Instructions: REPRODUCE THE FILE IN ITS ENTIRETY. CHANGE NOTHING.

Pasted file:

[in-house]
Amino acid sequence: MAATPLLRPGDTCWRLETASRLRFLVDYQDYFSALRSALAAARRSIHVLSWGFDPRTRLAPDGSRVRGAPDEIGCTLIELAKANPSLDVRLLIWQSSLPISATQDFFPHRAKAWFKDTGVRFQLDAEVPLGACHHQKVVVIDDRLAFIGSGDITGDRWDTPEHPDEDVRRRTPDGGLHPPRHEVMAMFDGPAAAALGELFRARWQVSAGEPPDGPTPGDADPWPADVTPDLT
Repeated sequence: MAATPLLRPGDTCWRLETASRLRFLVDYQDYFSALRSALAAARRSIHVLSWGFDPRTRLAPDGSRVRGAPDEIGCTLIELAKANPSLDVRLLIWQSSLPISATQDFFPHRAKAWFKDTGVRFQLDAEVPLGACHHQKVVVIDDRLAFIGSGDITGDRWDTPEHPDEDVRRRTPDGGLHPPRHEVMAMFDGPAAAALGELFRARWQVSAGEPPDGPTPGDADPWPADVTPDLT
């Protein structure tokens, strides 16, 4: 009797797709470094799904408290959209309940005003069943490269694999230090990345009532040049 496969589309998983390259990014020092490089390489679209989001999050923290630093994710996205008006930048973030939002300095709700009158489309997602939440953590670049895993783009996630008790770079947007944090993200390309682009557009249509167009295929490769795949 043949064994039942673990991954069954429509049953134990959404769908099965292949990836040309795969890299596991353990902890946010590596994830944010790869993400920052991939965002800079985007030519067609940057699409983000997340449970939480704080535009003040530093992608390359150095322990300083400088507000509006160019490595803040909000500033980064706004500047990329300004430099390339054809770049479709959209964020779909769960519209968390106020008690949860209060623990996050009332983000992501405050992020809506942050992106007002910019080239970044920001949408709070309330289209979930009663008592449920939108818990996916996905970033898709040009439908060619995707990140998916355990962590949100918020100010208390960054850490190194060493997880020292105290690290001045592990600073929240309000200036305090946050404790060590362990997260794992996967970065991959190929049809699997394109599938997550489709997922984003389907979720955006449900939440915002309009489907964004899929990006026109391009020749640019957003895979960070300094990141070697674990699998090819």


[in-house]
Amino acid sequence: MAATPLLRPGDTCWRLETASRLRFLVDYQDYFSALRSALAAARRSIHVLSWGFDPRTRLAPDGSRVRGAPDEIGCTLIELAKANPSLDVRLLIWQSSLPISATQDFFPHRAKAWFKDTGVRFQLDAEVPLGACHHQKVVVIDDRLAFIGSGDITGDRWDTPEHPDEDVRRRTPDGGLHPPRHEVMAMFDGPAAAALGELFRARWQVSAGEPPDGPTPGDADPWPADVTPDLT
Repeated sequence: MAATPLLRPGDTCWRLETASRLRFLVDYQDYFSALRSALAAARRSIHVLSWGFDPRTRLAPDGSRVRGAPDEIGCTLIELAKANPSLDVRLLIWQSSLPISATQDFFPHRAKAWFKDTGVRFQLDAEVPLGACHHQKVVVIDDRLAFIGSGDITGDRWDTPEHPDEDVRRRTPDGGLHPPRHEVMAMFDGPAAAALGELFRARWQVSAGEPPDGPTPGDADPWPADVTPDLT
């Protein structure tokens, strides 16, 4: 009797797709470094799904408290959209309940005003069943490269694999230090990345009532040049 496969589309998983390259990014020092490089390489679209989001999050923290630093994710996205008006930048973030939002300095709700009158489309997602939440953590670049895993783009996630008790770079947007944090993200390309682009557009249509167009295929490769795949 043949064994039942673990991954069954429509049953134990959404769908099965292949990836040309795969890299596991353990902890946010590596994830944010790869993400920052991939965002800079985007030519067609940057699409983000997340449970939480704080535009003040530093992608390359150095322990300083400088507000509006160019490595803040909000500033980064706004500047990329300004430099390339054809770049479709959209964020779909769960519209968390106020008690949860209060623990996050009332983000992501405050992020809506942050992106007002910019080239970044920001949408709070309330289209979930009663008592449920939108818990996916996905970033898709040009439908060619995707990140998916355990962590949100918020100010208390960054850490190194060493997880020292105290690290001045592990600073929240309000200036305090946050404790060590362990997260794992996967970065991959190929049809699997394109599938997550489709997922984003389907979720955006449900939440915002309009489907964004899929990006026109391009020749640019957003895979960070300094990141070697674990699998090819």